CEO Maria Burns Ortiz and President AnnMaria De Mars were developing educational  software long before the pandemic started and learning went remote. Now because of it, their users have doubled, and as 7 Generation Games grows so does their need for capable web developers and testers to keep up with demand. 

De Mars and her team have hired interns through the SciTech Program for a couple of years now and, she said, it’s pretty common that they offer full-time employment afterward. So, when reviewing candidates, De Mars is on the lookout for individuals with some computer science experience and a lot of excitement. Comp Sci and Mathematics Major Luna Xiong had that and more. 

“I think my personal projects really helped,” Xiong said. “And a lot of my projects relate to what I do in this internship too. One of them is a personal website; I have an about me section and I linked to my GitHub and my LinkedIn, so you can see my projects on there as well. For my other project, I coded a Blackjack game in JavaScript and used HTML and CSS, so that was another correlation.” 

A rare find
Impressed by Xiong’s portfolio, 7 Generation Games offered her a position as a Quality Assurance Intern where she learned a lot about the importance of testing in game design. Much of Xiong’s early work in CSS, performing QA testing for the company’s games on multiple devices, has already given her an advantage in her schooling.  

“One of the classes that I’m taking this semester is software engineering,” Xiong said, “so you get to see a lot of the differences between the different software that you use, like a Windows computer versus a Mac or a phone versus a tablet. Seeing those differences, I could immediately think about how to code them differently and more efficiently.”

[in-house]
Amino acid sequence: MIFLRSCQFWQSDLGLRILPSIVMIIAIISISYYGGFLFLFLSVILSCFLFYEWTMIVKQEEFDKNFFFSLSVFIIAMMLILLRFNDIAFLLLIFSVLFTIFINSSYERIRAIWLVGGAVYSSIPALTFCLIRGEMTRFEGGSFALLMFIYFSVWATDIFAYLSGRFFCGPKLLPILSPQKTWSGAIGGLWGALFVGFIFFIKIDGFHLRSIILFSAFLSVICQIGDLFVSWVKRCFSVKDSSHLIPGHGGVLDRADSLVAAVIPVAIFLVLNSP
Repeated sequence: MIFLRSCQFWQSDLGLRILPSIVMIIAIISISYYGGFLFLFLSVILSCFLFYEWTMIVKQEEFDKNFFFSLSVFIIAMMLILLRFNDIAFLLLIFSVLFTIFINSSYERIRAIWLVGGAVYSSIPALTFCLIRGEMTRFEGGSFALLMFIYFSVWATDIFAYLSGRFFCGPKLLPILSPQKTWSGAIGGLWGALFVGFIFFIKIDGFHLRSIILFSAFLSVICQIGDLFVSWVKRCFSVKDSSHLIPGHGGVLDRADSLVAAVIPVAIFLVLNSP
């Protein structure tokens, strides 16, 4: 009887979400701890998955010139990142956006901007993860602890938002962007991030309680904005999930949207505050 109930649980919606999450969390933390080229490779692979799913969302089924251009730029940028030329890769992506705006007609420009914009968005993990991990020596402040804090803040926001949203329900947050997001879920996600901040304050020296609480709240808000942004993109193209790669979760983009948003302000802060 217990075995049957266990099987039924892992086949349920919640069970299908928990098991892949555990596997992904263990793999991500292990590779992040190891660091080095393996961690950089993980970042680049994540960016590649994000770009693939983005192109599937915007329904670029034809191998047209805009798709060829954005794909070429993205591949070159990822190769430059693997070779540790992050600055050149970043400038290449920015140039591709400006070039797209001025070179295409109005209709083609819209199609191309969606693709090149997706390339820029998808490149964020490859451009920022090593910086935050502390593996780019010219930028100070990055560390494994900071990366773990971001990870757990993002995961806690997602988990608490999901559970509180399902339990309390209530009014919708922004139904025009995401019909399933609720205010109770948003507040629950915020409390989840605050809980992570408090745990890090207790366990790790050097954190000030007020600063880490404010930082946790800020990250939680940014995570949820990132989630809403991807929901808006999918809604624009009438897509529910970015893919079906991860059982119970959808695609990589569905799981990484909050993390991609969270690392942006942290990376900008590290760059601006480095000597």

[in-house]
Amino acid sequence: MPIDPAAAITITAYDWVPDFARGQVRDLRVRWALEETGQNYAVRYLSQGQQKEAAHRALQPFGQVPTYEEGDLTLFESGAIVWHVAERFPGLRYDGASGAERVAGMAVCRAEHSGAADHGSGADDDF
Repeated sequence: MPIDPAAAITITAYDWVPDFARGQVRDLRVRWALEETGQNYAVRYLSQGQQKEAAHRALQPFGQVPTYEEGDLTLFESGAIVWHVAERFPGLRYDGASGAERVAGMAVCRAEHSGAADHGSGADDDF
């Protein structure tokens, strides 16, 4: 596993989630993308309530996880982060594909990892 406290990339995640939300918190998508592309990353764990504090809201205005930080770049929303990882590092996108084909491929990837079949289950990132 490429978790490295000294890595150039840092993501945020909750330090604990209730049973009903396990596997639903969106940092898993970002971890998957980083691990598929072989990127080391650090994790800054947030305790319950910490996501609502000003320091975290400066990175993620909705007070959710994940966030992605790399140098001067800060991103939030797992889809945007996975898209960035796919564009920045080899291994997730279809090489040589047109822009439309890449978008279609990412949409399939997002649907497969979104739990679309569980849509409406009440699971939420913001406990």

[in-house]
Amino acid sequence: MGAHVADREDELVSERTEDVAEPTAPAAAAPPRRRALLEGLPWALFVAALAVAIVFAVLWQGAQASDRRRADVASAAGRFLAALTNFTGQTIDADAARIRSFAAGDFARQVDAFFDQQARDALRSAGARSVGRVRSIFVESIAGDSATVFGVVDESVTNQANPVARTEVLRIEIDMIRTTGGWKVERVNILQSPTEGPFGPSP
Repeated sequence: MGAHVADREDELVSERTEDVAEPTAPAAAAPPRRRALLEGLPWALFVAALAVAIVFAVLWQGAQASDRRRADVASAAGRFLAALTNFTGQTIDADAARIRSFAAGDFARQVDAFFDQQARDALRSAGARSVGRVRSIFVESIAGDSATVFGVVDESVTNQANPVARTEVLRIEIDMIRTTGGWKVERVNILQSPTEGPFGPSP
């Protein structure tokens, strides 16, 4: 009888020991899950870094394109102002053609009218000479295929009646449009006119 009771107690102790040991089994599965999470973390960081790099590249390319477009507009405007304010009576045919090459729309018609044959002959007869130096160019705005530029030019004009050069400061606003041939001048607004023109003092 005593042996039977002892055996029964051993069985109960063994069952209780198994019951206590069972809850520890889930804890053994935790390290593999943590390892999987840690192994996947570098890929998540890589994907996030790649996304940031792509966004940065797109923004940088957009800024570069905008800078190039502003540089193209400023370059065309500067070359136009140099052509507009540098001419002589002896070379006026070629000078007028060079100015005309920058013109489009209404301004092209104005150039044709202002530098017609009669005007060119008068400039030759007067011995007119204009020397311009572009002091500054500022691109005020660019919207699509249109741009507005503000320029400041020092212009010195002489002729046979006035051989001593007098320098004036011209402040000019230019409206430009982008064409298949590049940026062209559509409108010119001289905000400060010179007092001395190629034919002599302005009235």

Further into her internship, Xiong got the chance to work on code development as well and thanks to her graphic design and artist background, she’s even been given the opportunity to create illustrations for the game. 

Finding a candidate with technical and creative skill sets, De Mars said, was a huge benefit for their company. “It’s very, very rare to find both talents in the same person.”

STEM, STEM internship, paid internship, game design, coding, computer science, testing, software developmentOne of her biggest contributions that Xiong made, however, was the testing she did for 7 Generation Games Making Camp Dakota game. 

“There were a lot of little things to be fixed in it. When you add up everything Luna did, it makes the game look a lot more polished and professional,” De Mars said proudly. “She made that a game that was 94 percent done to 99 percent, and that last five percent really makes it look like something that you would use in school.” 

The importance of a welcoming environment
Looking back on her first internship, Xiong said, the experience was different than she expected, in a very good way. She appreciated the mentorship she received in addition to De Mars’ encouragement for her to think critically and apply her skill sets to a number of projects and tasks. 

Creating and fostering that positive environment is important to the team at 7 Generation Games, De Mars noted, “As somebody who kicked the door open to get into a lot of places,” she wanted to make it easier for the next generation of diverse female coders. 

“I like how everyone’s non-judgmental when I ask questions and have given me a welcoming environment,” said Xiong. “That’s a big thing that I really look for when trying to find a company to intern for. I’ve also really liked the diversity here. When I see different kinds of people and women in tech, I feel more welcome.”